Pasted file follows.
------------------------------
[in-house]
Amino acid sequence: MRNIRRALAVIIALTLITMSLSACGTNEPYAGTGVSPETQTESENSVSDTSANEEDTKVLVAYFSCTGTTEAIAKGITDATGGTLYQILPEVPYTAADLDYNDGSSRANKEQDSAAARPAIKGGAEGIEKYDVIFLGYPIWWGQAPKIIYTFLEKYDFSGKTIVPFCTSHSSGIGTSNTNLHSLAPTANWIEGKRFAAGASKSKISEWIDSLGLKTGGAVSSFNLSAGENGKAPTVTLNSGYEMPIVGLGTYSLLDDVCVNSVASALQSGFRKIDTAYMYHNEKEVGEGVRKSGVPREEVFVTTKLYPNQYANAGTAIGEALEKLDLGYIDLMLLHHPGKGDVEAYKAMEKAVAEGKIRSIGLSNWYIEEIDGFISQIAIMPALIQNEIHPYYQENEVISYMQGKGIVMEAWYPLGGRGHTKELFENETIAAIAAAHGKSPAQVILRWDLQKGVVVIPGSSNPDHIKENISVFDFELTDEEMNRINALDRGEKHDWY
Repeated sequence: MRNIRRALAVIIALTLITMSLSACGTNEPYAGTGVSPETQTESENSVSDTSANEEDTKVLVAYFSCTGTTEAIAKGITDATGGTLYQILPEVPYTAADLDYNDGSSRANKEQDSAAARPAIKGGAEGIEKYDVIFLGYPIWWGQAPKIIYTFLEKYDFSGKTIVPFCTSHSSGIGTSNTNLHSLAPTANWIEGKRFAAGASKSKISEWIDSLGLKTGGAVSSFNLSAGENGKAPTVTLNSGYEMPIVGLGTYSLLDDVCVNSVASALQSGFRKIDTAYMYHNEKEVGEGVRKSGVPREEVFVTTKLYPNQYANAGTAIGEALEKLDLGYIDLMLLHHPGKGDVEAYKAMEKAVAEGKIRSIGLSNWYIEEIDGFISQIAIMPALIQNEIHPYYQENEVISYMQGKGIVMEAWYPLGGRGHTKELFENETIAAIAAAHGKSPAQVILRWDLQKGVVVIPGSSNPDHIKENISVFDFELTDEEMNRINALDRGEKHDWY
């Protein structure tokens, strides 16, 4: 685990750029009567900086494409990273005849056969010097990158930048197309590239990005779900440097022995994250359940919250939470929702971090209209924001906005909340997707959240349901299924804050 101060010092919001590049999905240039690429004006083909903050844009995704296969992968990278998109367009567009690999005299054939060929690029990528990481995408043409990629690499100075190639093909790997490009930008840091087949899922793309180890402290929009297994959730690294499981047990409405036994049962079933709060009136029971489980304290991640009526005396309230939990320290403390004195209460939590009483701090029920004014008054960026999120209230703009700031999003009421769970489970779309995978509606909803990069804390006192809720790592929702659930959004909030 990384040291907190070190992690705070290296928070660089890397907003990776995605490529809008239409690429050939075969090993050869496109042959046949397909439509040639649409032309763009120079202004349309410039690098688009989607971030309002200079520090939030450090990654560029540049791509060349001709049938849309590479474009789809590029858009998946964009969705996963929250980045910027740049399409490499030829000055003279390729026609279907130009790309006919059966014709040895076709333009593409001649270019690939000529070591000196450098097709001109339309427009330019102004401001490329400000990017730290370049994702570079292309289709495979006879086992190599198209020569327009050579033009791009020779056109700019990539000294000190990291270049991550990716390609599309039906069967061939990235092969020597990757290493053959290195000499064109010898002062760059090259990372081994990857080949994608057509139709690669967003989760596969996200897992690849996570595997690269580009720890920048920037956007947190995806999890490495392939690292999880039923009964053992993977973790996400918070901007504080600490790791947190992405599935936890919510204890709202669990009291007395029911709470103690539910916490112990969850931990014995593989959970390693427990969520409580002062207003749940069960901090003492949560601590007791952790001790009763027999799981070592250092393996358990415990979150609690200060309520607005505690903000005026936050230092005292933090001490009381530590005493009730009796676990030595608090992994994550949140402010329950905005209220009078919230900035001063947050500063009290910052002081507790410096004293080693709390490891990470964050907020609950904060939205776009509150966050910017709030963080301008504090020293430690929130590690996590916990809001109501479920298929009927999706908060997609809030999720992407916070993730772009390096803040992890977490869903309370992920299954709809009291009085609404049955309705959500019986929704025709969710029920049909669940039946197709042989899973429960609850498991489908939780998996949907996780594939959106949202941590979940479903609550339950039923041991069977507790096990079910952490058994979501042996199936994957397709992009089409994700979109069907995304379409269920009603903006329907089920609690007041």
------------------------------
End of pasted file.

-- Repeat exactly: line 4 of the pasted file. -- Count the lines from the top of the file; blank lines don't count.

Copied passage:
């Protein structure tokens, strides 16, 4: 685990750029009567900086494409990273005849056969010097990158930048197309590239990005779900440097022995994250359940919250939470929702971090209209924001906005909340997707959240349901299924804050 101060010092919001590049999905240039690429004006083909903050844009995704296969992968990278998109367009567009690999005299054939060929690029990528990481995408043409990629690499100075190639093909790997490009930008840091087949899922793309180890402290929009297994959730690294499981047990409405036994049962079933709060009136029971489980304290991640009526005396309230939990320290403390004195209460939590009483701090029920004014008054960026999120209230703009700031999003009421769970489970779309995978509606909803990069804390006192809720790592929702659930959004909030 990384040291907190070190992690705070290296928070660089890397907003990776995605490529809008239409690429050939075969090993050869496109042959046949397909439509040639649409032309763009120079202004349309410039690098688009989607971030309002200079520090939030450090990654560029540049791509060349001709049938849309590479474009789809590029858009998946964009969705996963929250980045910027740049399409490499030829000055003279390729026609279907130009790309006919059966014709040895076709333009593409001649270019690939000529070591000196450098097709001109339309427009330019102004401001490329400000990017730290370049994702570079292309289709495979006879086992190599198209020569327009050579033009791009020779056109700019990539000294000190990291270049991550990716390609599309039906069967061939990235092969020597990757290493053959290195000499064109010898002062760059090259990372081994990857080949994608057509139709690669967003989760596969996200897992690849996570595997690269580009720890920048920037956007947190995806999890490495392939690292999880039923009964053992993977973790996400918070901007504080600490790791947190992405599935936890919510204890709202669990009291007395029911709470103690539910916490112990969850931990014995593989959970390693427990969520409580002062207003749940069960901090003492949560601590007791952790001790009763027999799981070592250092393996358990415990979150609690200060309520607005505690903000005026936050230092005292933090001490009381530590005493009730009796676990030595608090992994994550949140402010329950905005209220009078919230900035001063947050500063009290910052002081507790410096004293080693709390490891990470964050907020609950904060939205776009509150966050910017709030963080301008504090020293430690929130590690996590916990809001109501479920298929009927999706908060997609809030999720992407916070993730772009390096803040992890977490869903309370992920299954709809009291009085609404049955309705959500019986929704025709969710029920049909669940039946197709042989899973429960609850498991489908939780998996949907996780594939959106949202941590979940479903609550339950039923041991069977507790096990079910952490058994979501042996199936994957397709992009089409994700979109069907995304379409269920009603903006329907089920609690007041």